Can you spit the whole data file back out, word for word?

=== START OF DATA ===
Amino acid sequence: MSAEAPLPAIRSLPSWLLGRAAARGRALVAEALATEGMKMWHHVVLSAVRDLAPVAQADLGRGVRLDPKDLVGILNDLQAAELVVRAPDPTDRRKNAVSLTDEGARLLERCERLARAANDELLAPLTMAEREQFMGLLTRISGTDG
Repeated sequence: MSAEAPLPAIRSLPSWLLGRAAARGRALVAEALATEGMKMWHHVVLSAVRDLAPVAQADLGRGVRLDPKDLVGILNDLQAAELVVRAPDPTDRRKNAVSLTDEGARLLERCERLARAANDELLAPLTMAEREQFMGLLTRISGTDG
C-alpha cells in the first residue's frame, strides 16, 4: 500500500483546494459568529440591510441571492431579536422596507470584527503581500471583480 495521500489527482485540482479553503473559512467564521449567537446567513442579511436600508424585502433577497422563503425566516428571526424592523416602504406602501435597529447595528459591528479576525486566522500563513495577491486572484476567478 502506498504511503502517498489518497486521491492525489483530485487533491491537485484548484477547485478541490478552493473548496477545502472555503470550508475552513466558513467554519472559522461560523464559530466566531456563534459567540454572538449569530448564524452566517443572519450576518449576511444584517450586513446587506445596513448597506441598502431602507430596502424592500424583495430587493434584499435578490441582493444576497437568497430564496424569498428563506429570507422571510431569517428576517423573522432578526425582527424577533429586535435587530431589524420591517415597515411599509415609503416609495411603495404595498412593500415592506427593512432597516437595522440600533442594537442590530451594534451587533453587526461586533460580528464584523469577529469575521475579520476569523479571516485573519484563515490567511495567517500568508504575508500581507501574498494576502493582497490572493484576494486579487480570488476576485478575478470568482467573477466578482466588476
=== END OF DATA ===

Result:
Amino acid sequence: MSAEAPLPAIRSLPSWLLGRAAARGRALVAEALATEGMKMWHHVVLSAVRDLAPVAQADLGRGVRLDPKDLVGILNDLQAAELVVRAPDPTDRRKNAVSLTDEGARLLERCERLARAANDELLAPLTMAEREQFMGLLTRISGTDG
Repeated sequence: MSAEAPLPAIRSLPSWLLGRAAARGRALVAEALATEGMKMWHHVVLSAVRDLAPVAQADLGRGVRLDPKDLVGILNDLQAAELVVRAPDPTDRRKNAVSLTDEGARLLERCERLARAANDELLAPLTMAEREQFMGLLTRISGTDG
C-alpha cells in the first residue's frame, strides 16, 4: 500500500483546494459568529440591510441571492431579536422596507470584527503581500471583480 495521500489527482485540482479553503473559512467564521449567537446567513442579511436600508424585502433577497422563503425566516428571526424592523416602504406602501435597529447595528459591528479576525486566522500563513495577491486572484476567478 502506498504511503502517498489518497486521491492525489483530485487533491491537485484548484477547485478541490478552493473548496477545502472555503470550508475552513466558513467554519472559522461560523464559530466566531456563534459567540454572538449569530448564524452566517443572519450576518449576511444584517450586513446587506445596513448597506441598502431602507430596502424592500424583495430587493434584499435578490441582493444576497437568497430564496424569498428563506429570507422571510431569517428576517423573522432578526425582527424577533429586535435587530431589524420591517415597515411599509415609503416609495411603495404595498412593500415592506427593512432597516437595522440600533442594537442590530451594534451587533453587526461586533460580528464584523469577529469575521475579520476569523479571516485573519484563515490567511495567517500568508504575508500581507501574498494576502493582497490572493484576494486579487480570488476576485478575478470568482467573477466578482466588476